14ymedio, Alberto Hernandez, Santiago de Cuba, 4 November 2021 — “There’s no bread, ma’am. We sold what little there was first thing this morning and we don’t have the ingredients to make more.” This is what an employee at the newly opened Palacio del Pan y el Dulce (Palace of Bread and Sweets) told Julissa, a security officer, who arrived at the bakery before 9:00 AM on her day off.
The establishment Julissa visited was officially opened by Lazar Exposito Canto, former Communist Party secretary in Santiago de Cuba on October 21. “I don’t understand how a place called ’Palace of Breads and Sweets’ can have neither one nor the other only twelve days after it opened,” she says in disgust. Julissa was facing the reality that state-run establishments like these only operate well for their first few days in business. “It’s screwed up, like everything else in this country.”
“They’re lying to you, amiga. I got here half an hour ago and they weren’t open then either. I came back because I figured they’d be open around 9:00 but it’s just the same as before, closed,” declares Pedro, a father who was also hoping to buy bread for his family from the new bakery.
But Julissa was not deterred. Determined to find bread to make afternoon snacks for her two children, her mother and her husband, she walked the 400 yards separating her from another bakery, in this case Ferreiro. When she arrived, however, there there was no one behind the counter. An employee, who happened to be leaving just then, noticed her and told her, almost mechanically, that no one was working because they were no supplies. “This is crazy! Where can you get bread in this town?” the enraged woman snapped before leaving.
Under the leadership of Exposito, who left office last week, several cafes, bakeries and sweets shops were opened in downtown Santiago de Cuba, many of them located on or near Enramadas Boulevard. Today, almost all are struggling.
“I’ve been traipsing up and down Enramadas. At the Marilyn pizzeria, on the corner of San Pedro, there’s no pizza. A few blocks away El Marinero, which sells sandwiches, is closed. At The Hot Dog House, on the corner of Barnada, the only things they have are Coracan sodas and plastic bags,” says Miguel, an area inspector and collector with the local electricity provider.
The Champion cafe, which was designed to sell items in which eggs are the main ingredient, has no eggs. “I used to be a regular customer at this place but the eggs disappeared months ago. I don’t know if Covid ate them or the chickens moved away,” Miguel says sarcastically.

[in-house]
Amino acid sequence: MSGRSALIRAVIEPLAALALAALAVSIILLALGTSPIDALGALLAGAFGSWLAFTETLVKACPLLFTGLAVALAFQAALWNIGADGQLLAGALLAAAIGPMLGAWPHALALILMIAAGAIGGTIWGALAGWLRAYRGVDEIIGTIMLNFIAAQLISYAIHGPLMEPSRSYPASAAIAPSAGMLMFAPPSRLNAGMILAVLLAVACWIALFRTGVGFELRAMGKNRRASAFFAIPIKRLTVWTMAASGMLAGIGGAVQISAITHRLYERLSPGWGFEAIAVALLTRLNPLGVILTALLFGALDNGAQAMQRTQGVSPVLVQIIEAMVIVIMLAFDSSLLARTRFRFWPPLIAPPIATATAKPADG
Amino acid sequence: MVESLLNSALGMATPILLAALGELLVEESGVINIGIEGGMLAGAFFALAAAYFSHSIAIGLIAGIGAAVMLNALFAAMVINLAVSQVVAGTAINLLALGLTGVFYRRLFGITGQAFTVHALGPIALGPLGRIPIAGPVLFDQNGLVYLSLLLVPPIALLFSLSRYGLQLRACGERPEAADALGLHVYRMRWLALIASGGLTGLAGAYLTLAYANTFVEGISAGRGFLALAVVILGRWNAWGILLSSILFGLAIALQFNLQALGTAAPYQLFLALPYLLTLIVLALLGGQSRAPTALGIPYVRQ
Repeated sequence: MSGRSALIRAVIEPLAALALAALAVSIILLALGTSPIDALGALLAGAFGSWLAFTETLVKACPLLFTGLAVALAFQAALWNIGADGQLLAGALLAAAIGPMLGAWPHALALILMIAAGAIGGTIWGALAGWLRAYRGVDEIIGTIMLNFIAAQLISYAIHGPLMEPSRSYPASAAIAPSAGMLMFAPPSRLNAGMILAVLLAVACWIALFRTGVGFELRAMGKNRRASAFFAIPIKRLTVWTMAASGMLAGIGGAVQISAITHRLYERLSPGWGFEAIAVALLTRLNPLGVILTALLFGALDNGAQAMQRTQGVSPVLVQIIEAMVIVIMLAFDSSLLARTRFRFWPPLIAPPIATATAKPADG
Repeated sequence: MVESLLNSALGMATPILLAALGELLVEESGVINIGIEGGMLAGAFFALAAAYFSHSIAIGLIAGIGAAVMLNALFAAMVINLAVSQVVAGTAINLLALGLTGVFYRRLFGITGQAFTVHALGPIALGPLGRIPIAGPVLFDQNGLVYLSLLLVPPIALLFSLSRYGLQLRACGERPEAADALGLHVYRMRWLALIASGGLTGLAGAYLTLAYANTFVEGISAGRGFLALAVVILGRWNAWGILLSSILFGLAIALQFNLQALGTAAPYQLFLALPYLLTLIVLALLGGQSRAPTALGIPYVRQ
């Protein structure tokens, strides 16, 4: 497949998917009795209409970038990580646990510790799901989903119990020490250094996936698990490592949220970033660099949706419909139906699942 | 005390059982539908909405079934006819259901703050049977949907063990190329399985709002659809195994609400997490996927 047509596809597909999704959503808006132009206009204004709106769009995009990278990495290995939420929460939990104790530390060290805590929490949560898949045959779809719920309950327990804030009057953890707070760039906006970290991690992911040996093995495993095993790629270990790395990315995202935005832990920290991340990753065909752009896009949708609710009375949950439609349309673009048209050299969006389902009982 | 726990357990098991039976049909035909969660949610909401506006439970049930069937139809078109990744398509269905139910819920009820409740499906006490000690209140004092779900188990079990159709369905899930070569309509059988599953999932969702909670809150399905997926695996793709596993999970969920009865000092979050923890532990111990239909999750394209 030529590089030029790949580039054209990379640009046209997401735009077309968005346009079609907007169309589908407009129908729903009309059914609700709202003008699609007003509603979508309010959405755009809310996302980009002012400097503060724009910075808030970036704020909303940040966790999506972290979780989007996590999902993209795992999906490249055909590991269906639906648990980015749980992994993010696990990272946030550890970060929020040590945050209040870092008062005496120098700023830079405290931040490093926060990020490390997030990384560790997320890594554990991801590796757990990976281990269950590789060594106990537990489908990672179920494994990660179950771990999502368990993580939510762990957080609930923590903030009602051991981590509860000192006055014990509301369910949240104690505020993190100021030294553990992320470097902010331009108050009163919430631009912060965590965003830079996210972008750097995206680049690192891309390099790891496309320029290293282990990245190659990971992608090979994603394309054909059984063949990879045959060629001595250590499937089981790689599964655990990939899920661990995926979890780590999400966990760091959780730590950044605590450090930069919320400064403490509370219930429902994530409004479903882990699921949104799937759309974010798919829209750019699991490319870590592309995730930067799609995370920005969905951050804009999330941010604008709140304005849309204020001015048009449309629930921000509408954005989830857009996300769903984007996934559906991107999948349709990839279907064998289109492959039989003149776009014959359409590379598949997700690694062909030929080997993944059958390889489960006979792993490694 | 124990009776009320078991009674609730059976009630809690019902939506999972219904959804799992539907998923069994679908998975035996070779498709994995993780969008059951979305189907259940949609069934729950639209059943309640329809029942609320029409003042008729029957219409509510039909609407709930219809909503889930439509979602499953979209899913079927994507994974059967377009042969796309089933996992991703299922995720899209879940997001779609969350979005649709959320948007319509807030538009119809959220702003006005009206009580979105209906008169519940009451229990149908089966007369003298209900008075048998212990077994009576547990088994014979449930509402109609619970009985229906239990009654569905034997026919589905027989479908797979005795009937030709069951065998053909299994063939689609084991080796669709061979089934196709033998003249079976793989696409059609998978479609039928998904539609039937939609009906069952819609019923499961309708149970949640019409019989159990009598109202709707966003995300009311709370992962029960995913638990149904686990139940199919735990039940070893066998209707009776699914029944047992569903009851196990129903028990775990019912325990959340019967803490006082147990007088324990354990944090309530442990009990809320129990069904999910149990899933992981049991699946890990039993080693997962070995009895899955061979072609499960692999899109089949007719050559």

At Cafe Mama Ines, a specialty coffee shop located across from Plaza de Marte, the only things for sale are plastic bags and some very pricey, slow-moving items such as canned guayaba paste, which no one is buying. “And to top it off, the sweetshops around here no longer even bother to open because there’s absolutely nothing to sell,” Miguel adds with a gesture of disdain.
Workers at many of these establishments sit idle outside, their arms crossed. Kiko, an employee at one such place — Aguilera 601 on the busy corner of Aguilera and Barnada streets — who does not want to give his name for fear of being fired, explains: “We can’t bake bread because there’s no wheat. And we can’t make sweets because, among other things, we can’t get eggs. The thing is, when we do have eggs, we don’t have sugar. Or we don’t have electricity. So no matter what, we can’t serve the public.”
Elena and Mario are a married couple whose son is in prison and who needs food items with a long shelf life, such as cookies. Normally, they would buy them at a place called Galleta Frita (Fried Cookie), located on San Felix between Aguilera and Heredia streets, as well as at La Brasa, located on Aguilera, one block off the end of Emramadas, but both places have been closed for a long time. “We [finally] had to buy bread from ’behind the curtain’ at one bakery and toast it but the quality is terrible,” they say.
Enrique tells a similar story. The 78-year-old retiree was leaving El Sol, a dessert shop. “On my pension I can barely afford to feed myself but my wife Elena turns 69 today so I decided to get her a cake, even if it’s the cheapest one. But the shop was closed,” he says. “I later went to Kilometro 969, at the intersection de Garzon y La Central, and they didn’t have anything either.”
Enrique, who grew up in the 1940s and 1950s, never thought his country would sink so low. “I’m sure that Marti, Maceo and all those who gave their lives for a free and dignified homeland would do it again today to get rid of fat slobs running this country,” he says as he returns home empty-handed.
COLLABORATE WITH OUR WORK: The 14ymedio team is committed to practicing serious journalism that reflects Cuba’s reality in all its depth. Thank you for joining us on this long journey. We invite you to continue supporting us by becoming a member of 14ymedio now. Together we can continue transforming journalism in Cuba.